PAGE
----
Yesterday’s post here about the American chestnut is an example of what the cooperation of experts and ordinary citizens can do. And, as you say, no one had to give them a mandate.

    It’s terrific that chambers of commerce are joining in to improve education in the US. And I wonder if these businesspeople might not learn something themselves about the limits of what the educational system can do for them. Because, when it comes time for businesspeople to hire from the Creative Class, they don’t seem to be all that creative. I see so many companies using automated sorting with narrowly defined criteria to try to come up with the perfect employee – one who’s exactly like the one being replaced and who’ll need no training at all. It seems it’s not enough to be a bright young worker.

  • Marty

    Most chambers of commerce focus on the trees and ignore the forest. As Peter Drucker pointed out almost 20 years ago now, serial self-employment is the hallmark of the unfolding Information Age. Yet the political activity of the business establishment does little or nothing to take on the government impediments to this transformation. WRM laid out the agenda in his remarkable Blue Social Model series, but so far he is one of the few public voices to get it right.

  • Mick The Reactionary

    @Chris Mead:

    “the best way to raise per-capita income is to raise educational attainment.”

    A perfectly testable assertion. As was pointed above, it is a well-worn and tired cliche.

    As always the case with education boosters there is no proof offered. We must assume it is an obvious fact of nature.

    Of course millions of un/under employed college graduates, both with and without experience might disagree with the assertion, but they do not count in educational propaganda.

    One could test the cliche a bit without using stats:

    1) Are people with read/write/arithmetic and/or some vocational skills are better off than people who are totally illiterate with no usable skills?
    Intuitively the answer is very likely to be yes.

    2. If all students must spend 10 years after high school in college getting PhDs, does society benefit?

    How many students are not capable of getting PhD, even a PhD from diploma mill?
    How many PhDs the economy needs and will absorb?

    Say there are 1000 jobs total in US for Astronomy PhDs, a very demanding degree in a very demanding profession, no more than 5%-10% of population have brain power to obtain such degree.

    By offering scholarships and grants we could recruit 1000 capable students per year.

    So 1000 bright and shiny new Astronomy PhDs for a job market where there are maybe 30 (100 * 3% turnover) jobs opening per year.

    How that benefits society and our bright and hardworking graduates?

    A standard answer an education fanatic will give, if they will bother to answer at all, is highly skilled and intelligent PhD astronomers could use their talents elsewhere. Which is true, an astronomy PhD could, with some significant additional training become a CPA or a nurse.
    They could get thru licensing hoops and become a elementary / middle /high school teacher. Or they could write software for a website together with assorted college graduates and college dropouts.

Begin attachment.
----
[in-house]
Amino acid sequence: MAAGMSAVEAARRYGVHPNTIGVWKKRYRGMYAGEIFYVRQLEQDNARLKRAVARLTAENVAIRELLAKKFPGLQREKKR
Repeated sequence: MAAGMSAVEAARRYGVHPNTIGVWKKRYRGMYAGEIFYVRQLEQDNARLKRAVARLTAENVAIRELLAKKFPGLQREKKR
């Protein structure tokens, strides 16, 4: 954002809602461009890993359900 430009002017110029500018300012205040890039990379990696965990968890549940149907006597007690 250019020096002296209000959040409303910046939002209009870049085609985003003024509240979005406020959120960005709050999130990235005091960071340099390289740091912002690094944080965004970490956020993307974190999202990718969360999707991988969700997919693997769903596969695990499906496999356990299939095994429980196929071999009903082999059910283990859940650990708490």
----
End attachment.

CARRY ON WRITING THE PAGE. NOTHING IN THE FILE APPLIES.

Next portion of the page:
But they could have done all those things after getting only 4 year degree in sciences.
    So their return on educational investment beyond 4 years is zero.

    Is that what education fanatics propose?

    Hard to say, they never feel any responsibility to answer the skeptics.

  • Joe

    I respect the Chamber, and support what they do in our community, but I’m not sure I want them driving the direction of education.

    I’m trying to educate my kids. A nice side effect will be the ability to get a job.

    Further, I’m trying to get my kids ready for what the world will look like 15-20 years from now. I make my best guess at the habits, skills, and understanding that will serve them well.

    It’s long term stuff, and not the kind of thinking business leaders are particularly good at (or educrats, for that matter).

    Business leaders describe the kind of workers they need today. Educrats scramble to produce them. Kids graduate in 15 years and everything has changed.

    This is a model for success?

  • Mick The Reactionary


    “As Peter Drucker pointed out … serial self-employment is the hallmark of the unfolding Information Age.”

    What does it mean?

    Is self-employment is a hallmark while InfoAge is unfolding, but stops being hallmark when it stops unfolding?

    Or when InfoAge stops unfolding, does self-employment stops being employment and just becomes self?

    Like, Self is a hallmark of not-unfolding InfoAge?

    And what happens when InfoAge starts folding?
    Does self-employment becomes self-unemployment or simply unemployment?

    Like, serial unemployment is a hallmark of folding InfoAge?

    Actually the last one makes sense to me.

  • Corlyss

    I’m all for any conservative institution that undertakes, with its own money and its own resources, to counter the anti-Amrican, anti-entrepreneurship, pro-Gaia, mindless Sesame-Street social quackery that passes for early education.

    Consider it an intervention long over due.

  • Eurydice

    LOL@Mick – I think you’ve seen “Inception” one too many times.

  • Marty

    @Mick — Nice hall of mirrors you’ve got there!